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Grumpy Old Men

In Tom Wark’s annual American Wine Writer’s Survey, we learn that most wine writers are men over the age of 50. We also learn that wine writers working in print don’t, in general, like or respect bloggers. In fact, in identifying the greatest threats to professional wine writing, the wine writers surveyed zeroed in on three: the declining financial status of print publishing, the emergence of blogs, and “inexperienced wine writers.”

While the divide is on its face generational — wine bloggers tend to be younger and less experienced than print writers — it’s also an indication of the largely suppressed anger that wine professionals feel toward wine bloggers. Breaking into the wine business can be difficult, and most everyone goes through a period when they, in effect, suffer for their art. The terrible jobs they’ve all worked weeded out those not truly committed to the business. For wine bloggers, there’s no barrier-to-entry and thus no screening process. It takes fifteen minutes to set up a blog, declare yourself an expert, and start contacting publicists demanding free wine.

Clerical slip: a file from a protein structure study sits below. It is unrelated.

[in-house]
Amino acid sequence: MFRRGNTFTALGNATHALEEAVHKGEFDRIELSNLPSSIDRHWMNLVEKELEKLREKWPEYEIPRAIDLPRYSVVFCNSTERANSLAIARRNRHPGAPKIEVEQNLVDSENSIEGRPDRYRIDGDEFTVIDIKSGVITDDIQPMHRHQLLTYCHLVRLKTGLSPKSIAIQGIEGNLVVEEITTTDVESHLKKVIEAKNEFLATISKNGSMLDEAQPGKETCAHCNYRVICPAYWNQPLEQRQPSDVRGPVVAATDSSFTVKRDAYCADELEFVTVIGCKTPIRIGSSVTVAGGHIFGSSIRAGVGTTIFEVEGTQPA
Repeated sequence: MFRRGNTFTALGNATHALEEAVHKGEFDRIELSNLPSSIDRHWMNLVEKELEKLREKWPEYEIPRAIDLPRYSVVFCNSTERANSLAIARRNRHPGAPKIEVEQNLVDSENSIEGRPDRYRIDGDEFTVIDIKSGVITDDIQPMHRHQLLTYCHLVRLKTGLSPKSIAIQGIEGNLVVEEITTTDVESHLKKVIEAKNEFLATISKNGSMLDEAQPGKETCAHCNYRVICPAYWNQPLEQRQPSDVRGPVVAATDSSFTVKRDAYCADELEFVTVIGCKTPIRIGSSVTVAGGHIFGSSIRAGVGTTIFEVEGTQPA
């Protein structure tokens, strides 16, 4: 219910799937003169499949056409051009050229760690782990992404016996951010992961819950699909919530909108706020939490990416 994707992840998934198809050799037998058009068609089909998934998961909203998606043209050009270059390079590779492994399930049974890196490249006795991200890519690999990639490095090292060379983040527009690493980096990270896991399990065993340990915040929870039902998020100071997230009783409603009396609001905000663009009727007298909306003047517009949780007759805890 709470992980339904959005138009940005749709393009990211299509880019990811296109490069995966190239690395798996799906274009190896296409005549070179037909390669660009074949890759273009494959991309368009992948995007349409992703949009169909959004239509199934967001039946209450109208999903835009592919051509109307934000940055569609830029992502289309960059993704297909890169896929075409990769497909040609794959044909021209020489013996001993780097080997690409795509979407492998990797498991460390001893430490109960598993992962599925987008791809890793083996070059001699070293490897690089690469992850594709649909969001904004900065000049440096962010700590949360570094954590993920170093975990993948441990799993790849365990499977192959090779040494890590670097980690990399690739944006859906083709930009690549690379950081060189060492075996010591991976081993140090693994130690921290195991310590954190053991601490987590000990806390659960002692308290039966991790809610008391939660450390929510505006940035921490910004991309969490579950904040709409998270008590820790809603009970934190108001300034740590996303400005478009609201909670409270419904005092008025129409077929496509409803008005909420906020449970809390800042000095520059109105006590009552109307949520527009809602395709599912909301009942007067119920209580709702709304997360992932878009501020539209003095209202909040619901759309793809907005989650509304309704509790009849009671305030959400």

I’ve heard professionals all along the wine value chain complain that their incomes are affected by wine bloggers. The the not-entirely-unjustified stereotype is of self-declared experts who write snark for snark’s sake, amusing themselves and their tiny audiences while laying little bombs out there for search engines to find. Then, when someone considering a wine purchase Googles a brand, what bubbles up is a mixture of informed and uninformed opinion with little or no way for most people to decide which is which.